The Internal Revenue Service does not stop you from contributing to a traditional IRA if you make too much money, but does limit your ability to deduct your contributions when you're covered by a retirement plan at work, such as a 401(k) plan. The income limits kick in if you're eligible to participate -- even if you don't actually contribute to the 401(k) plan.
Income Limits for IRA Deduction
The income limit for deducting your traditional IRA contribution when covered by a 401(k) depends on your filing status. For example, in 2015, you can't deduct any of your contribution if your modified adjusted gross income exceeds $71,000 if you're single or $118,000 if you're married filing jointly. If you're single and your income falls between $61,000 and $71,000, or married filing jointly and your income falls between $98,000 and $118,000, the maximum deduction is reduced.
Calculating a Reduced Deduction
If you fall in the reduced deduction range, you calculate your maximum deduction based on how close you are to the high end. First, subtract your income from the cutoff for claiming any deduction. Then, divide the result by $10,000 if you're single or $20,000 if you're married filing jointly. Finally, multiply the result by the maximum deduction if you're not covered. For example, say in 2015 your income is $70,000 and you're single. Subtract $70,000 from $71,000 to get $1,000. Divide $1,000 by $10,000 to get 0.1. Finally, multiply 0.1 by $5,500 -- the 2015 contribution limit, find you can only deduct $550 of traditional IRA contributions for the year.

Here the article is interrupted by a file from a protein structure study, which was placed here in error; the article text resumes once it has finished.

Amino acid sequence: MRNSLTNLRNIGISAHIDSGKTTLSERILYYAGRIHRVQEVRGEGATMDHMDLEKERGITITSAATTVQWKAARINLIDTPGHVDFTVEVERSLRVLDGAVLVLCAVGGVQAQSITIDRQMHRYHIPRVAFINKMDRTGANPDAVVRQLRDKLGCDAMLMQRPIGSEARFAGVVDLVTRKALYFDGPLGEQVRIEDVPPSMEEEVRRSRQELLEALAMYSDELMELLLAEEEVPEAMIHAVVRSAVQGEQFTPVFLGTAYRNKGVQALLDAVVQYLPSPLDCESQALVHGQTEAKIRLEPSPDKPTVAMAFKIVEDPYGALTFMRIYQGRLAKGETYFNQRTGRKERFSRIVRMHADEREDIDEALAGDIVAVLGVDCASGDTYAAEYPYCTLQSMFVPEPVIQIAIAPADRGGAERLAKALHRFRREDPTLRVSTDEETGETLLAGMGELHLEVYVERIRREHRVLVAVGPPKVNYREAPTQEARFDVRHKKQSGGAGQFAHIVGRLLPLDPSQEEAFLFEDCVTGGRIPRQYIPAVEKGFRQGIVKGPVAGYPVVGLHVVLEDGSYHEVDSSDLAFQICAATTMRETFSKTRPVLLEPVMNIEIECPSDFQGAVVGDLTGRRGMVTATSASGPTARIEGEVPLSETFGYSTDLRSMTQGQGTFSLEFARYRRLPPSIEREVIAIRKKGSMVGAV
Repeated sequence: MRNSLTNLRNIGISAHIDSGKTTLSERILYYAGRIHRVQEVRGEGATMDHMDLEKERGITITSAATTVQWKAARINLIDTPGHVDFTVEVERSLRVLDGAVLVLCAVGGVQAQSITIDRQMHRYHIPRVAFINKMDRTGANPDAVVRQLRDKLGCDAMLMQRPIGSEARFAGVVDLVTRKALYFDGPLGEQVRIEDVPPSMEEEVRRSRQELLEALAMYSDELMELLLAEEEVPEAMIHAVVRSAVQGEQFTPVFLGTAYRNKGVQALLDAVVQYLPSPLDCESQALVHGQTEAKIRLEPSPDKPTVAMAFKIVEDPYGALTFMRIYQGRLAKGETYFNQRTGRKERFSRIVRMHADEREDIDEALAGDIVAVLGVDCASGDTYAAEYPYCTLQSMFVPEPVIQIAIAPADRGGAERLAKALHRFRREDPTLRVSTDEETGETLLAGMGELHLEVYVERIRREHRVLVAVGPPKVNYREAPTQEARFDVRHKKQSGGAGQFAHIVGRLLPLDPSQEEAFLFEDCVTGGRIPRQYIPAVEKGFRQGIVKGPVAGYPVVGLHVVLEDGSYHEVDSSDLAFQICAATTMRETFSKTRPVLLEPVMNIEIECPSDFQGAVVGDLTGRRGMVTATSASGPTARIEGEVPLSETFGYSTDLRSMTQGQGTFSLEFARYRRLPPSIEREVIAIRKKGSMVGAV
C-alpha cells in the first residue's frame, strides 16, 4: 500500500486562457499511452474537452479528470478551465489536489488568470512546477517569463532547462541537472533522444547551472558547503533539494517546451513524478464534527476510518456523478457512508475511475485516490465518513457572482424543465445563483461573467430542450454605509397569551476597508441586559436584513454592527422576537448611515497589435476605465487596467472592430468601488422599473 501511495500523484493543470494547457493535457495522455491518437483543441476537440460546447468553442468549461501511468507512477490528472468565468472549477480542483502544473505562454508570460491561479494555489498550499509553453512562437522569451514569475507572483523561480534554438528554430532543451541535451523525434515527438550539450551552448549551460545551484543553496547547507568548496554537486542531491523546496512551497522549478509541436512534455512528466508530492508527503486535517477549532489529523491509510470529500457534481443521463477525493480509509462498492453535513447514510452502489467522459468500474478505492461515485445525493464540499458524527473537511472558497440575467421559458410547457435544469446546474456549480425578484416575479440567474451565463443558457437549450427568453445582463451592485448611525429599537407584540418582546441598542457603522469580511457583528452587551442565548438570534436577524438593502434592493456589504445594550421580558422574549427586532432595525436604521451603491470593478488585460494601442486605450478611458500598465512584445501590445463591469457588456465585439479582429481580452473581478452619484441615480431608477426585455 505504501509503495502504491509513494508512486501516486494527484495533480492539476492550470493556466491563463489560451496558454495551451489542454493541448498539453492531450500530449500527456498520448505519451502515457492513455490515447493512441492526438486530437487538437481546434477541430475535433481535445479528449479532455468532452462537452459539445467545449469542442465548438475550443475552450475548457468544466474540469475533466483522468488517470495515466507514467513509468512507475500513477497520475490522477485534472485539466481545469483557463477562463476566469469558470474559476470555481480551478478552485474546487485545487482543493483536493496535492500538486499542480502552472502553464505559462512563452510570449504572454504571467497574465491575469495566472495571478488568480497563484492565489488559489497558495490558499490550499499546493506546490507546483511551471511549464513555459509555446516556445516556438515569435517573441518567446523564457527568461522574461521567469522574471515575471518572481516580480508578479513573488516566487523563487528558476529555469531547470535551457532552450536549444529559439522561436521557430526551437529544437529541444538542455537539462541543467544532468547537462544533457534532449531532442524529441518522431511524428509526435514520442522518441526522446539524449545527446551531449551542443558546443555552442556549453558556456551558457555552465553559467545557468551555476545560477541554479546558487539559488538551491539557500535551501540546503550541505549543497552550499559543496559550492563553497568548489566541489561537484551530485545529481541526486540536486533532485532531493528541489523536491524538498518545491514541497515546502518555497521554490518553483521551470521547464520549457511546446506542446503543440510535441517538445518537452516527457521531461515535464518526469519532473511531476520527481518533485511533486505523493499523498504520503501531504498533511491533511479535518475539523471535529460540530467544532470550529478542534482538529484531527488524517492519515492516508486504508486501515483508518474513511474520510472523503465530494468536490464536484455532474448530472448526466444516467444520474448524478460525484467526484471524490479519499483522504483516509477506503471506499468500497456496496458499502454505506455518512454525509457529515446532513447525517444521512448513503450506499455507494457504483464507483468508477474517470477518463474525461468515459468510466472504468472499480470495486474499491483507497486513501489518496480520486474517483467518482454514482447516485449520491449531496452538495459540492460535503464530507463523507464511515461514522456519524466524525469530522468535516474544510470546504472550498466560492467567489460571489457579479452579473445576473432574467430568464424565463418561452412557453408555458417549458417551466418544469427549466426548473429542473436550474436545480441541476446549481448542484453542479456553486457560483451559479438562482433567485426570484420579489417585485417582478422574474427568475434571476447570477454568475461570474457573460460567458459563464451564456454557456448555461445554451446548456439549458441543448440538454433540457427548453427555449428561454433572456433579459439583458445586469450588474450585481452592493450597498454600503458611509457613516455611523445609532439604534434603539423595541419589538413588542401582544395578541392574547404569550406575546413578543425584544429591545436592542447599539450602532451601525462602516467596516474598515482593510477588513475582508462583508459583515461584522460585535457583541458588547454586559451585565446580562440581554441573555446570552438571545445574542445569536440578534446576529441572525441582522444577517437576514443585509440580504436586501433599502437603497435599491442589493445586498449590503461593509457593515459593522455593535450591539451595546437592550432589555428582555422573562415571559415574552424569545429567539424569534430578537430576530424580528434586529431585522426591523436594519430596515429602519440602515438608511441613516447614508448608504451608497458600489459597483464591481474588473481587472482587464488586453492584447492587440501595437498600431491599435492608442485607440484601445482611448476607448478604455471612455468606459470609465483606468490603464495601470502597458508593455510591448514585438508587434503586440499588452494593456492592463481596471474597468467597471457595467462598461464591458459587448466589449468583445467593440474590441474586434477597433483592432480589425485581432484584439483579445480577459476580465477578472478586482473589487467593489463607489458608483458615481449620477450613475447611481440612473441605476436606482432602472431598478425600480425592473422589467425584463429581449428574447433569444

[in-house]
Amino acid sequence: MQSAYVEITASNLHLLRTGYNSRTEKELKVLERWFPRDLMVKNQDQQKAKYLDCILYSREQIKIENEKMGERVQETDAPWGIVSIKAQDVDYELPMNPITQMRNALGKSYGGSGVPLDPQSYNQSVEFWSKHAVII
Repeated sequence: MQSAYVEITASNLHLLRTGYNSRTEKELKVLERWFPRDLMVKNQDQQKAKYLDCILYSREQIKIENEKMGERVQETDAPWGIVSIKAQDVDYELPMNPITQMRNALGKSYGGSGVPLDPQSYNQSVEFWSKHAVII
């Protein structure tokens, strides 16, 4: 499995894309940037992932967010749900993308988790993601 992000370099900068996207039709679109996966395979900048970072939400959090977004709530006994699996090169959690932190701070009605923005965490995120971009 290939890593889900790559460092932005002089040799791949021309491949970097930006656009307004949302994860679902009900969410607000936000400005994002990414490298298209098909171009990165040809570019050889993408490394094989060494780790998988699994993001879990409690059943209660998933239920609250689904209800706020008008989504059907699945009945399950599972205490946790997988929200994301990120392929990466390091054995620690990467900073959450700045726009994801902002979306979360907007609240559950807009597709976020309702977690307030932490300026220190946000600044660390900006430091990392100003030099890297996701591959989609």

Roth IRA Alternative
If you can't deduct your traditional IRA contribution because your income is too high, you might still be eligible to contribute to a Roth IRA because the limits are higher. As of 2015, you can make a full Roth IRA contribution if your income doesn't exceed $116,000 if you're single or $183,000 if you're married filing jointly. With a Roth IRA, your contributions aren't deductible, but you can withdraw your contributions tax-free and penalty-free at any time. As long as you're at least 59 1/2 years old and have the Roth IRA open for five years, you also get the earnings out tax-free.
Making Nondeductible Contributions
Even if you're covered by a 401(k) plan and make too much money, you can still make a nondeductible contribution to an IRA. Though you miss out on the benefit of a tax deduction for contributing, the money still grows tax-free in the account. When you take distributions, a portion of the withdrawal comes out tax-free based on the portion of the account value comprised of nondeductible contributions. For example, if you've put in $10,000 of nondeductible contributions and the account is worth $100,000 when you take a distribution, 10 percent of the withdrawal is tax-free.
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